Rene Medellin and Sergio Tristan have a few things in common. They’re both U.S. military veterans. Both of them were born in Texas and trace their family roots back to the Mexican state of San Luis Potosí. They both are huge soccer fans, a passion they share with their sons. But last Wednesday night, they found themselves at opposite ends of the Alamodome, divided by the length of the field and their love for rival teams.
Before 2008 the residents of Dallas–Fort Worth had rarely felt the ground shake. There had been a couple of tremors over the years, but for the most part, the area was seismically stable. That is, until the fracking started.
Among the well-wishers and reminiscers who observed the retirement of Paul Burka with fond testimonials (some of which can be read below) were a number of Paul’s media brethren and a handful of politicos he’d spent his four-decades-long career covering.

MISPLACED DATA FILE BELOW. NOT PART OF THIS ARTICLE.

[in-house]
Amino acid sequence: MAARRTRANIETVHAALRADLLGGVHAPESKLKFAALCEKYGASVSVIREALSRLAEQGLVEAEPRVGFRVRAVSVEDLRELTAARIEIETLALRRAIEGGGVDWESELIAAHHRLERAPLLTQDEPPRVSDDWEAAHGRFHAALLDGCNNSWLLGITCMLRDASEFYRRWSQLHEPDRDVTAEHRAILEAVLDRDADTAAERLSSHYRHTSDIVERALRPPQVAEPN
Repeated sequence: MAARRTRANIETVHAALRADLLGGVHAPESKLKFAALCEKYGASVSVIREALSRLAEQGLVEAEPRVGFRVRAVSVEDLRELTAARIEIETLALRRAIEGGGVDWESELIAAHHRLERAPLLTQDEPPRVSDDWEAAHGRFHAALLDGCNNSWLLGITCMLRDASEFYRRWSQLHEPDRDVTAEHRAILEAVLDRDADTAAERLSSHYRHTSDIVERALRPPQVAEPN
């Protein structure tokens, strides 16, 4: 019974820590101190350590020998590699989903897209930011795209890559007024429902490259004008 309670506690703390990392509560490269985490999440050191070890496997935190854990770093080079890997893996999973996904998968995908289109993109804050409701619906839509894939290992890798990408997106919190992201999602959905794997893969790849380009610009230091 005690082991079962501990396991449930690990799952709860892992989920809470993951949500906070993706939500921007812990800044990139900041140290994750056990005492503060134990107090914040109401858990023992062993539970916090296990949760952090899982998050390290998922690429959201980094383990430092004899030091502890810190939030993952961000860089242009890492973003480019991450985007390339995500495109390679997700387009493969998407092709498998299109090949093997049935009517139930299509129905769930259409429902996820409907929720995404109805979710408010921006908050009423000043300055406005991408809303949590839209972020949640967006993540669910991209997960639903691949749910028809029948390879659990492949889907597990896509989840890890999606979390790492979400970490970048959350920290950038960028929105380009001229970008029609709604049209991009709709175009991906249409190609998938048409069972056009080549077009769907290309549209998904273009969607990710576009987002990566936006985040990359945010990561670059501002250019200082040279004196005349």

It was thirteen years ago that I set out with two friends, John and Chris, on a three-day backpacking trek over some of the most extreme terrain anywhere in the state, humping over the Chisos Mountains and down thousands of feet to the Chihuahuan Desert. The first night we camped at Juniper Canyon, if memory serves, and our water bottles froze solid. On day two, the heat left us all pink in the face. With our reservoirs nearly empty, we were glad to find Dodson Spring below the ruins of an old homestead, where we filtered fresh water, but we were thirsty again by the time we reached Homer Wilson Ranch, on the park’s west side. Fortunately, we’d stashed gallon jugs of water there for the 2,500-foot climb up Blue Creek Canyon and back into the Chisos, but by this time John had decided to bail. As Chris and I set off, John found the road and hitchhiked back to my old Toyota 4Runner, parked at the trailhead with a cooler of beer.